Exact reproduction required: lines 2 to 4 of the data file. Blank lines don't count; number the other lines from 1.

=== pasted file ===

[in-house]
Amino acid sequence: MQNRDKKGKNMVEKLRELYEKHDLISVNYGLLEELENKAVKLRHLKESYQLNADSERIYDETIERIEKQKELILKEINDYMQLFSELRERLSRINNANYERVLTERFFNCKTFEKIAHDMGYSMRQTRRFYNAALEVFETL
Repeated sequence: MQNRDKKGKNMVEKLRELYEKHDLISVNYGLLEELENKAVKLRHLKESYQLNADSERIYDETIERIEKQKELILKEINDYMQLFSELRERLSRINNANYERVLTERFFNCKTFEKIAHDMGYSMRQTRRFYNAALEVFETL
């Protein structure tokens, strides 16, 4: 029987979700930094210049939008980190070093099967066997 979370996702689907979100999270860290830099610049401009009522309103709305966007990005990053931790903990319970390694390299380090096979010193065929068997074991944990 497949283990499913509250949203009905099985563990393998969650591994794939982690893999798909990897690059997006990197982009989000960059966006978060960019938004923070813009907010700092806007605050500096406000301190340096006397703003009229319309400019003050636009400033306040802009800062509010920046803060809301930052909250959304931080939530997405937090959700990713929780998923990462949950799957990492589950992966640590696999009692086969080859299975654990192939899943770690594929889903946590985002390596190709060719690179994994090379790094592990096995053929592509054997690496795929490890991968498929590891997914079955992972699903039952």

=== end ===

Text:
Amino acid sequence: MQNRDKKGKNMVEKLRELYEKHDLISVNYGLLEELENKAVKLRHLKESYQLNADSERIYDETIERIEKQKELILKEINDYMQLFSELRERLSRINNANYERVLTERFFNCKTFEKIAHDMGYSMRQTRRFYNAALEVFETL
Repeated sequence: MQNRDKKGKNMVEKLRELYEKHDLISVNYGLLEELENKAVKLRHLKESYQLNADSERIYDETIERIEKQKELILKEINDYMQLFSELRERLSRINNANYERVLTERFFNCKTFEKIAHDMGYSMRQTRRFYNAALEVFETL
């Protein structure tokens, strides 16, 4: 029987979700930094210049939008980190070093099967066997 979370996702689907979100999270860290830099610049401009009522309103709305966007990005990053931790903990319970390694390299380090096979010193065929068997074991944990 497949283990499913509250949203009905099985563990393998969650591994794939982690893999798909990897690059997006990197982009989000960059966006978060960019938004923070813009907010700092806007605050500096406000301190340096006397703003009229319309400019003050636009400033306040802009800062509010920046803060809301930052909250959304931080939530997405937090959700990713929780998923990462949950799957990492589950992966640590696999009692086969080859299975654990192939899943770690594929889903946590985002390596190709060719690179994994090379790094592990096995053929592509054997690496795929490890991968498929590891997914079955992972699903039952």